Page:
Our goal today is to entirely eradicate failure. We somehow have the idea that if our children fail, they will be bruised for life, unable to cope with the realities of society and unable to make a successful living. But is this really the right response? Is the key to success the eradication of failure?
Michael Goodwin was completely correct in his statement that they key to success was the freedom to fail. While certainly no one likes failure, how can we obtain or enjoy success if we do not know what failure is? Victory can only be sweet when we know what bitter defeat tastes like.
Piet Hein wisely stated:
"The road to wisdom? Well, it's plain and simple to express: err, and err, and err again. but less, and less, and less."
Our Founding Fathers understood this important principle when they wrote our Constitution. They knew that one of the most important freedoms we could ever have is the freedom to fail and they also knew that we would never become a great nation unless we learn from our mistakes.
Perhaps the greatest rising threat recently, has been our school systems. Parents and teachers have taken the mentality that no child should be allowed to fail. Instead of allowing the child to make and learn from their own mistakes, they try to bring everything to such an easy level that no child could possibly struggle - somehow believing that if the child is shielded from failure, he will be a great success.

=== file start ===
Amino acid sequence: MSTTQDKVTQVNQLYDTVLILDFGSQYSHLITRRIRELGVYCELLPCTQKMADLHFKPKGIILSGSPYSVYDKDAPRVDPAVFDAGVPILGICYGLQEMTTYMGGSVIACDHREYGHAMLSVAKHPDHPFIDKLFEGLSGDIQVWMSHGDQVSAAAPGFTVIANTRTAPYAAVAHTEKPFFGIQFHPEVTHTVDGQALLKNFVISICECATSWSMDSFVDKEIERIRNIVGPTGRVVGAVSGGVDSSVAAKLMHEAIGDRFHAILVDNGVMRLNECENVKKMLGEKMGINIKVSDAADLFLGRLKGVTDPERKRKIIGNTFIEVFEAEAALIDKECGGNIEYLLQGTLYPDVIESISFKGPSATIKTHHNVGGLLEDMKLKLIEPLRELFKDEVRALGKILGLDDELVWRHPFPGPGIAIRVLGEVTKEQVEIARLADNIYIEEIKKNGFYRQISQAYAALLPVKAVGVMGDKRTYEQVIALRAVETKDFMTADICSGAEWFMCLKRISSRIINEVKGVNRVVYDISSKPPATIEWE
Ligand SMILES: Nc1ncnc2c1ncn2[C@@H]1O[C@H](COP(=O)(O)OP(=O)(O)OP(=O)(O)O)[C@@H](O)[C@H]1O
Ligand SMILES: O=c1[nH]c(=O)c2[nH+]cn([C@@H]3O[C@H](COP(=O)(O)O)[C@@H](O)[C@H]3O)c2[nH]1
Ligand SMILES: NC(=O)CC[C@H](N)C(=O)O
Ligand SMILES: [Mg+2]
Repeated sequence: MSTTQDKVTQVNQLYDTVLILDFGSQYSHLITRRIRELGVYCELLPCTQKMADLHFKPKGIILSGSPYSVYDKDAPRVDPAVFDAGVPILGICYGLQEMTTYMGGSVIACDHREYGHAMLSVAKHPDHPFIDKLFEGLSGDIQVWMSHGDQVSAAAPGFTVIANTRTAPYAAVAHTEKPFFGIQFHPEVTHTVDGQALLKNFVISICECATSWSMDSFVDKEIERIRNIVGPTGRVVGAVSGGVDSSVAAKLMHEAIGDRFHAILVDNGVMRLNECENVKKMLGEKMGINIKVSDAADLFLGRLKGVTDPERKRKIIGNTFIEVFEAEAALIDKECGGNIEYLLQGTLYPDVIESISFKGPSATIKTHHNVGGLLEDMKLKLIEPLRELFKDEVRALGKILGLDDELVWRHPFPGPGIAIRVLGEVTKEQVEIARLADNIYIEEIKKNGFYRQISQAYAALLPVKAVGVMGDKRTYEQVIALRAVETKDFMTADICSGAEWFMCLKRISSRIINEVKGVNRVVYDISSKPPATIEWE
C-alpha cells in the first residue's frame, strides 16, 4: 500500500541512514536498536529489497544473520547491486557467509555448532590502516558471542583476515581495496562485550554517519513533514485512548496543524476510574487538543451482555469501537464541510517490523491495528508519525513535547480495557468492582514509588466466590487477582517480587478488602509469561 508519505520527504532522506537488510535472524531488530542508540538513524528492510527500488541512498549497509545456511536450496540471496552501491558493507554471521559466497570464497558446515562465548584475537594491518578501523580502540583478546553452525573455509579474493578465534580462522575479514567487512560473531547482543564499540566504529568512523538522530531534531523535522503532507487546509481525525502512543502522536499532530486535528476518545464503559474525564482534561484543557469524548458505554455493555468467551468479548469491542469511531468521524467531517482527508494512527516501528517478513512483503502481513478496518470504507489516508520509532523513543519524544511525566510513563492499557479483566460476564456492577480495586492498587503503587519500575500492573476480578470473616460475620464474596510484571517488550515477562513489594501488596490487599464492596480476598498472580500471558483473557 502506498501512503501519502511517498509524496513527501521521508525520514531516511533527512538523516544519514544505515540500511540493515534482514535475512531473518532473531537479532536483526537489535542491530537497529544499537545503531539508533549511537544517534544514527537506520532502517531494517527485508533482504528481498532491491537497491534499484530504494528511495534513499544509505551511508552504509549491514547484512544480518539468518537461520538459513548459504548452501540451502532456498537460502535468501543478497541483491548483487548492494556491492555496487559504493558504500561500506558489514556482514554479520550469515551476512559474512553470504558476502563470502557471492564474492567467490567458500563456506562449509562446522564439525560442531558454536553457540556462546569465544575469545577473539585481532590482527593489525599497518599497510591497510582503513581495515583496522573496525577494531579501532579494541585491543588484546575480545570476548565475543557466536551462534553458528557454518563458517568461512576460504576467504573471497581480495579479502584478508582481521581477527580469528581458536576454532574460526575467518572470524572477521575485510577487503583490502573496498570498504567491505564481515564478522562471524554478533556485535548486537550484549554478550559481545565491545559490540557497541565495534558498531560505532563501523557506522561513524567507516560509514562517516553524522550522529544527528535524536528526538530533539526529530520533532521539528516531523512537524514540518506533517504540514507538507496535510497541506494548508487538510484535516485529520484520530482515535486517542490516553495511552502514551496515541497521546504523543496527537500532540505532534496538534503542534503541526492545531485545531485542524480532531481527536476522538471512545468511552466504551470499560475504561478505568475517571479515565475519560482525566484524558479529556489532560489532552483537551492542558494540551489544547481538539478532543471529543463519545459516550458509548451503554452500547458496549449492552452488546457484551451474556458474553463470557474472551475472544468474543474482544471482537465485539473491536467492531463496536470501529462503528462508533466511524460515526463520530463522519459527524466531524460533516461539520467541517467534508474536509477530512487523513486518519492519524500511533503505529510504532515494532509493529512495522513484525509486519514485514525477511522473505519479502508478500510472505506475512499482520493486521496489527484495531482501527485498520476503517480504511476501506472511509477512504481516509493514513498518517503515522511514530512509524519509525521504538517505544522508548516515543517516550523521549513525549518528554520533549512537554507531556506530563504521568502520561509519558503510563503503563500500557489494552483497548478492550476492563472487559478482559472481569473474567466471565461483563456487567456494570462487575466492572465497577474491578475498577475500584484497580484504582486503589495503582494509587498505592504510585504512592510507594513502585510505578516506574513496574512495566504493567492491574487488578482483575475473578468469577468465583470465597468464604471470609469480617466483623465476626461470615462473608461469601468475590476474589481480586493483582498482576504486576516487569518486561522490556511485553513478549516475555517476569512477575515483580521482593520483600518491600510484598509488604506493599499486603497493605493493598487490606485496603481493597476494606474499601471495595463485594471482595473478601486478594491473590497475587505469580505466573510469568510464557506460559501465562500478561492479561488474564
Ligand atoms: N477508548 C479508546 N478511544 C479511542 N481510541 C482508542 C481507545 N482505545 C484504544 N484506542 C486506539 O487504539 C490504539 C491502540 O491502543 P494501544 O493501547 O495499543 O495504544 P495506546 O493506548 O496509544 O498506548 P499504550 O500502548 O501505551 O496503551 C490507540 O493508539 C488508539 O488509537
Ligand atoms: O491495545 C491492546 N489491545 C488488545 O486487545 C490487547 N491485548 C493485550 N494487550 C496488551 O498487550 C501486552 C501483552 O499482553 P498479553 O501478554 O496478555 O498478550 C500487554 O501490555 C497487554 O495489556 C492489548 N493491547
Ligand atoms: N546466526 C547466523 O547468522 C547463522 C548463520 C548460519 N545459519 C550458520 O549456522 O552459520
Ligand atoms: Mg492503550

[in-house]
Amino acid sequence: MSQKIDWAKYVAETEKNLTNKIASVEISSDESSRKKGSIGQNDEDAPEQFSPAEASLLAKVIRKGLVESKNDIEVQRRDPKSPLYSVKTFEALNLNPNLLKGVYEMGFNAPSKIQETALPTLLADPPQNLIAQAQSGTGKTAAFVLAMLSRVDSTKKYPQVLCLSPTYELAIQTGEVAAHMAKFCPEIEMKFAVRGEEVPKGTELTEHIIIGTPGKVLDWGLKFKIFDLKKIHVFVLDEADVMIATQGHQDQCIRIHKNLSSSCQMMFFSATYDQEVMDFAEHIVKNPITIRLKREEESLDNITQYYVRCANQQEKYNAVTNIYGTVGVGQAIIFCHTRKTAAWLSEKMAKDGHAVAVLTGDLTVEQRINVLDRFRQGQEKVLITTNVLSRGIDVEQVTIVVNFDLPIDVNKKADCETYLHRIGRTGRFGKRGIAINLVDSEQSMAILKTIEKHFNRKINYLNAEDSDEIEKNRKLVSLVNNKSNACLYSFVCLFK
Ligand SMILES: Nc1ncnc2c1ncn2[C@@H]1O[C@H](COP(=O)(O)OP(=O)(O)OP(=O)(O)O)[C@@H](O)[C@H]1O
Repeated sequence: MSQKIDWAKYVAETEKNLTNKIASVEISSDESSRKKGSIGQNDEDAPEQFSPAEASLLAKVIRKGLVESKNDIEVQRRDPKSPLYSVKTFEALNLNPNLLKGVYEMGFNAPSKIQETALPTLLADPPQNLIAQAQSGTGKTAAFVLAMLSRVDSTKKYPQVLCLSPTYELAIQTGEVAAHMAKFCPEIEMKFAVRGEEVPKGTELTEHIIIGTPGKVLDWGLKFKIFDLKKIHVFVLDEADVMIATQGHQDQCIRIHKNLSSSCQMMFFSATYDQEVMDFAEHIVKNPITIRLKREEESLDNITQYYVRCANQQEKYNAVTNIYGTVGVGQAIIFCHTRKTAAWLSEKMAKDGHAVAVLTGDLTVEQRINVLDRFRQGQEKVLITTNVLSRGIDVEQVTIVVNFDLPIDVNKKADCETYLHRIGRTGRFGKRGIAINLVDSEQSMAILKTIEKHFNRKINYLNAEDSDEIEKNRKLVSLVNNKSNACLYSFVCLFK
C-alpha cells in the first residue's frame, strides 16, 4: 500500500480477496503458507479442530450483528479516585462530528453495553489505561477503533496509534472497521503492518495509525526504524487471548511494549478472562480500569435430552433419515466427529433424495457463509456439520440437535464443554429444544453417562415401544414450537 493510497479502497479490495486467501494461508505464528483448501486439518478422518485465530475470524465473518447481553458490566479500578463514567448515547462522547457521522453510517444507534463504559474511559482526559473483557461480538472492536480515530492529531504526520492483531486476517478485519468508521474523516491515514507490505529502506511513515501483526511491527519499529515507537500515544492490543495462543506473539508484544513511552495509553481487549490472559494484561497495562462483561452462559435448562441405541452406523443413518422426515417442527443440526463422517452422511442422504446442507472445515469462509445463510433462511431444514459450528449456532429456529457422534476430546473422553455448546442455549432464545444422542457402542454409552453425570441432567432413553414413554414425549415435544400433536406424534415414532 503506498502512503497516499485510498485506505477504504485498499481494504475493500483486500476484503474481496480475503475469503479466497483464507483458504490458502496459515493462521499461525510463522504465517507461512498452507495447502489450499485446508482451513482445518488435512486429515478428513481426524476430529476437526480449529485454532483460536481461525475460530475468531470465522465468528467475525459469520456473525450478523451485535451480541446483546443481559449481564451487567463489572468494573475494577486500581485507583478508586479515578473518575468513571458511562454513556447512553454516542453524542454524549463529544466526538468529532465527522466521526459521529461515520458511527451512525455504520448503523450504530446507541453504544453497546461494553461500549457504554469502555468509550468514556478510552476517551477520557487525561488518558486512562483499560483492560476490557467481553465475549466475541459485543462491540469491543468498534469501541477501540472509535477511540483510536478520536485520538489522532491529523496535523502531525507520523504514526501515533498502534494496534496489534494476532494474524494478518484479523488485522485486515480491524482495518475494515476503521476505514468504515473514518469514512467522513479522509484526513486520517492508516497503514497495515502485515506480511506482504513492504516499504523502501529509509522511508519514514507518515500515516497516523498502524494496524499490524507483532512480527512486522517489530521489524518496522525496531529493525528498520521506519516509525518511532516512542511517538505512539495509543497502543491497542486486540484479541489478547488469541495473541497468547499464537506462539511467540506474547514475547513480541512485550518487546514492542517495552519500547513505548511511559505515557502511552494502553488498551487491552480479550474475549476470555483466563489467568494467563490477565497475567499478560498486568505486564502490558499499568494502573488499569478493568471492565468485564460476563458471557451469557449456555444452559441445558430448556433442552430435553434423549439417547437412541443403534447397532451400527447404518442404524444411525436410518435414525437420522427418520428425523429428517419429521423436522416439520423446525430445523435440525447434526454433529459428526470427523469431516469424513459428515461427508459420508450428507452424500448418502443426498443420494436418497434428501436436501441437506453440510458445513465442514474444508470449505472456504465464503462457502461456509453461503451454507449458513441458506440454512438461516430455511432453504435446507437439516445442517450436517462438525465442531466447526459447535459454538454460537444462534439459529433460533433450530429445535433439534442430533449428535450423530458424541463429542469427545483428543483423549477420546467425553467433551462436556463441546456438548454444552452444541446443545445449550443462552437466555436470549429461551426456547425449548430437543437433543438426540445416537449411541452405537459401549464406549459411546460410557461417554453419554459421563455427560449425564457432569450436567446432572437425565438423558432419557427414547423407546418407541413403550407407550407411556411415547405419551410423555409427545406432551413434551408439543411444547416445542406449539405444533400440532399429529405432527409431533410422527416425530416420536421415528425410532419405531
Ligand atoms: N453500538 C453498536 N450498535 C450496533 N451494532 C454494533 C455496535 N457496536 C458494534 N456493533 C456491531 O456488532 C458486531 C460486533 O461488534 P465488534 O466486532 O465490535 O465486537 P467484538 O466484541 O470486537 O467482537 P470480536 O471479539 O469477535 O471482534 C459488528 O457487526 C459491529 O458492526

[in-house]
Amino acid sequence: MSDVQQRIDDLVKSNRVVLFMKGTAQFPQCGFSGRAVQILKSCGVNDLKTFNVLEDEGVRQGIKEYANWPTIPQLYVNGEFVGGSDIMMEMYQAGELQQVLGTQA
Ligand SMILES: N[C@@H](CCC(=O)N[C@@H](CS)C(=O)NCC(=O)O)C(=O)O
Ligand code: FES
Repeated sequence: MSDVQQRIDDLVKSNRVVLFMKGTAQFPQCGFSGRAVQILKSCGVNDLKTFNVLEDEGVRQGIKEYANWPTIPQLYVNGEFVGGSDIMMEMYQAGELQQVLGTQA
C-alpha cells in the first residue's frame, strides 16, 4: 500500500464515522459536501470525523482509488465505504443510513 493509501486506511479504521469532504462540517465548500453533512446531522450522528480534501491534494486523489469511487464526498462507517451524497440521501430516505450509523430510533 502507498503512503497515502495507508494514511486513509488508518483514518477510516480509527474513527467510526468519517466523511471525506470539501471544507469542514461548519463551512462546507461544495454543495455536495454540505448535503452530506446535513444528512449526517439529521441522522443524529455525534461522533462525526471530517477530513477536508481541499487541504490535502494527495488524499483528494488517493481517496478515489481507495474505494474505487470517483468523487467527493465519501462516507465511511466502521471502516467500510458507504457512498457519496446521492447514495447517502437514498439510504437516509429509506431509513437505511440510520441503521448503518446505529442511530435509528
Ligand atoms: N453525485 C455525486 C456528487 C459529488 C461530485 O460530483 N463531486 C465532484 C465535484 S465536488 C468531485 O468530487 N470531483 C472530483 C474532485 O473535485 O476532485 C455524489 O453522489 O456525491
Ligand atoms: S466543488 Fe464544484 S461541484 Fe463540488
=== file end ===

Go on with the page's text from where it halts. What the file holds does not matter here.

But, with this dumbing down of tests and the dispensing of good grades, regardless of merit we have now raised a generation of children who do not value hard work or an education. They have become dependent upon society to supply their needs while they have become lazy and idle. Instead of adding value to society, these people have become a burden. Yet, despite the evident outcome, we continue to work to rid ourselves of failure.
Instead of shielding children from failure, we're, instead, preparing them to be failures in life, a burden to society, and a dull, senseless generation without initiative. These people could have no hope to succeed in the workforce and are inadequately prepared to face the hardships of life.
Charles F. Kettering stated it best, however, with this remark:
"Virtually nothing comes out right the first time. Failures, repeated failures, are finger posts on the road to achievement. The only time you don't want to fail is the last time you try something... One fails forward toward success."
There is no possible way to succeed without learning from past mistakes. Failure defines ourselves of it without ridding ourselves of success, as well.
"Sometimes a noble failure serves the world as faithfully as the distinguished success." Edward Dowden